I think this comparision of Oracle and Apple even compares well with Oracle's "hot pluggable" concept. Customers can replace Oracle's components in the technology stack with any industry standard product (such as replacing JDeveloper with Eclipse). However, the overall user experience will always be best when using Oracle components...because Oracle can better control the entire system when you're using only Oracle products.

I spent time on the train ride this morning using this new lens to reconsider Oracle's strategic moves, especially in those involving middleware and enterprise apps, over the past 24 months. Some of those moves make much more sense to me this morning.

So this was the big "a-ha" moment of my weekend. Now, maybe you know all about this already and I'm the last guy to the party. Could also be true that I'm off my rocker about this idea. Still, I'd like to know how things look to ya'all. So, sit back, prop your feet up, relax for a minute, and consider what I've laid out here. Does it make sense or did I really miss the boat with this? Let me know what you think.


Ontario Emperor said...

I agree with your assessment of Oracle's strategic direction, and agree that Oracle has been pushing an "Oracle hub" strategy.

Actually, they've been pushing it for some time. For at least the last two years, I've heard repeated references to "the stack" at Oracle OpenWorld. Actually, this extends to 2006, and before.

I do see an important contrast between Oracle and Apple, at least in theory. Apple has the reputation of being a closed shop for its key components. Does Apple brag about the ability to run OS X on non-Apple hardware? Not exactly.

Imagine, if you will, that Oracle only sold turnkey solutions in which you were required to use Oracle Linux, Oracle Database, and Oracle Fusion Middleware...and you had to run it all on an HP Oracle Exadata Storage Server.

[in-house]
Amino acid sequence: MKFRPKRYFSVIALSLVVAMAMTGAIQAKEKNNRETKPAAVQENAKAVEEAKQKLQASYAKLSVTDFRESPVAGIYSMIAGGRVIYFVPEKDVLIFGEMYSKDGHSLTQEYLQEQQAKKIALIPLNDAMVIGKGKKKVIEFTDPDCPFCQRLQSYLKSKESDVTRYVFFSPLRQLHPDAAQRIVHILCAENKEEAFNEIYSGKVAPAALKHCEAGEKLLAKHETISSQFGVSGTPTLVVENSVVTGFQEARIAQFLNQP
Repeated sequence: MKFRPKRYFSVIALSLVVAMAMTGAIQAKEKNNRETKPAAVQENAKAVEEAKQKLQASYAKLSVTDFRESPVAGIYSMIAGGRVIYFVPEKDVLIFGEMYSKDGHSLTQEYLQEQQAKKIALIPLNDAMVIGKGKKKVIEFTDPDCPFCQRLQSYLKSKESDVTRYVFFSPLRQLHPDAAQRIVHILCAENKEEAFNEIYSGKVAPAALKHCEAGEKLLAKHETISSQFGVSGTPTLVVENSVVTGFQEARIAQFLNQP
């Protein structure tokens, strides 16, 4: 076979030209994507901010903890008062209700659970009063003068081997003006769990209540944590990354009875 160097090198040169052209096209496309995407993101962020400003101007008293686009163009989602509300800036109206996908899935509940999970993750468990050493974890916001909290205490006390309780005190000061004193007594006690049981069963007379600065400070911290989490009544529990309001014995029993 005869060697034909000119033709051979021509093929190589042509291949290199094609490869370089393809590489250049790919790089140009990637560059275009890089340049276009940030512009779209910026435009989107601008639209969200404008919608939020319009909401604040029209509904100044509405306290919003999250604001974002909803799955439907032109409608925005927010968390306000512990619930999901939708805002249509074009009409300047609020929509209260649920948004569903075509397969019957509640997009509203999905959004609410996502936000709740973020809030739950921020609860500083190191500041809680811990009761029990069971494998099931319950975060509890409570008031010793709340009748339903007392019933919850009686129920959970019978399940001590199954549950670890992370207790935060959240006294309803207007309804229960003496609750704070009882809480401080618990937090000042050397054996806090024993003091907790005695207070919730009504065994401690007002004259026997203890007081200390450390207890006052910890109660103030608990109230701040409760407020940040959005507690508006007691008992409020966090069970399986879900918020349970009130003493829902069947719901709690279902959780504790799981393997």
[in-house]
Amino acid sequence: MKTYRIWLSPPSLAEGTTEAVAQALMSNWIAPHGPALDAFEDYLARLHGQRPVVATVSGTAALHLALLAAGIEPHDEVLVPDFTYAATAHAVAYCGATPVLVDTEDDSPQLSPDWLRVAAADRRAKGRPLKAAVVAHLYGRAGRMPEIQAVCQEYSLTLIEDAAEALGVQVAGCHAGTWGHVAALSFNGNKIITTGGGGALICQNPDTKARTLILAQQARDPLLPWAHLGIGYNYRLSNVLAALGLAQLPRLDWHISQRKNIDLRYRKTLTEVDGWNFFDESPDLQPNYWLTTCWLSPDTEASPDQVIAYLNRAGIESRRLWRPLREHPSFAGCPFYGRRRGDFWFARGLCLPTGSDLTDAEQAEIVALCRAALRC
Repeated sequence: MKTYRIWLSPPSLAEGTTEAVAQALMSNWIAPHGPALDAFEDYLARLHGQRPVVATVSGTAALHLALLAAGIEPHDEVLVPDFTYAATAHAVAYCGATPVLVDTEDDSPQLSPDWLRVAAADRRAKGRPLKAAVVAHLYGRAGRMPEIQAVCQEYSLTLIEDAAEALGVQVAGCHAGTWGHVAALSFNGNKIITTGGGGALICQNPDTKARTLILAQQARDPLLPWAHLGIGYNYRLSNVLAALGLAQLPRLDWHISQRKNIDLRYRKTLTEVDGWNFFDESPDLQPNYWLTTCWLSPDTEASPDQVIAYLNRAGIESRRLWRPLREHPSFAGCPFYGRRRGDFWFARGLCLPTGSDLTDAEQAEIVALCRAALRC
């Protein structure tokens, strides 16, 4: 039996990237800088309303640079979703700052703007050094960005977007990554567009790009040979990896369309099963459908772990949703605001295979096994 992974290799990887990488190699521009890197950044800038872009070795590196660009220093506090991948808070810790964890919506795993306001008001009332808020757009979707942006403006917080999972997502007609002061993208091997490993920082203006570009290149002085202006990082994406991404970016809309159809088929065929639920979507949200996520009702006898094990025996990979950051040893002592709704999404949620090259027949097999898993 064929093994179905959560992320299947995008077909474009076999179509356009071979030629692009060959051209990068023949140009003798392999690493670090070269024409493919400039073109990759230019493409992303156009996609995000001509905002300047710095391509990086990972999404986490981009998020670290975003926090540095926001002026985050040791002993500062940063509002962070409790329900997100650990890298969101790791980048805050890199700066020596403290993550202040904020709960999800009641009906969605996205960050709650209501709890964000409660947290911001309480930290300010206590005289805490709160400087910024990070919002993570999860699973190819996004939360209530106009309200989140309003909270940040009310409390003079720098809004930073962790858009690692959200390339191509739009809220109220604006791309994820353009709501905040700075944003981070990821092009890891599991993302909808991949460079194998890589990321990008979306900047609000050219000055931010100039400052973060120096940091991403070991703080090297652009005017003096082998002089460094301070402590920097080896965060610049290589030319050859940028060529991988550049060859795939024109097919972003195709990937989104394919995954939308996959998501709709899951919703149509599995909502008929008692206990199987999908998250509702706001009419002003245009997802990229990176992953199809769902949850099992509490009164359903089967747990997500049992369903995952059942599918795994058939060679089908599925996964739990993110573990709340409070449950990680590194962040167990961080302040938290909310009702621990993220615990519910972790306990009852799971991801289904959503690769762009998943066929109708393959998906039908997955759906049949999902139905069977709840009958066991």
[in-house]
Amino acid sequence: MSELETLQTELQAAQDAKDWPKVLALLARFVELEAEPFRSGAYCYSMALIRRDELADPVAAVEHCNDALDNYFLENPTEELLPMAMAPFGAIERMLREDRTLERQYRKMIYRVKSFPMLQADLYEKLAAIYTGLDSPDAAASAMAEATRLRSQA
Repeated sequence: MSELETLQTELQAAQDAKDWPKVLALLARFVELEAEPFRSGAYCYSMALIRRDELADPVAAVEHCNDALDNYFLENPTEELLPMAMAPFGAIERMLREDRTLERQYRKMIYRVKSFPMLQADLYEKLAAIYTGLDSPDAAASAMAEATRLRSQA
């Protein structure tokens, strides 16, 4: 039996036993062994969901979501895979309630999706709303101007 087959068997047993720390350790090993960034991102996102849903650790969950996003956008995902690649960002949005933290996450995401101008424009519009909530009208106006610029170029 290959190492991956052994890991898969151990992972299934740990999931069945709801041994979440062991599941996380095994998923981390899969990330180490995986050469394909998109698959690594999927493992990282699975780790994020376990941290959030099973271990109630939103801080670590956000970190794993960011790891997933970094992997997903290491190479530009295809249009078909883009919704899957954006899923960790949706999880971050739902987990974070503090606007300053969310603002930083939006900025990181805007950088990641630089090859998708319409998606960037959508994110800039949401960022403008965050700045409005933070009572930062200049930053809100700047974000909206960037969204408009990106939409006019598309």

For whatever reason, Oracle allows you to mix and match Oracle products with products from other vendors. Sure, they're going to try to sell you on their stack, and sure they'll release products on Oracle Linux before some other operating systems, but they're not going to disown you if you use JBOSS.

Tim said...

Dang, John mentioned he was coming to JPL. I forgot to tell him to say Hi!

fteter said...

@ontario emperor: yup, the more I think about it, the more I realize that Oracle has been pushing the hub or stack idea for several years. It just took some time for the light bulb to switch on for me.

Also agree with your highlight of the differences between the Apple and Oracle approaches. Oracle is much more open. But I also see a commonality between the two companies with the goal of "controlling the whole widget": Apple does it via a not-so-open system, while Oracle does it by making sure that the best functionality and user experience comes by using Oracle products with Oracle products. Oracle is a bit more open to customer choices, but the end goal is the same: Oracle products run best with Oracle products.

Thanks for the comments!

Debra Lilley said...

But the apple is prettier than Larry's X box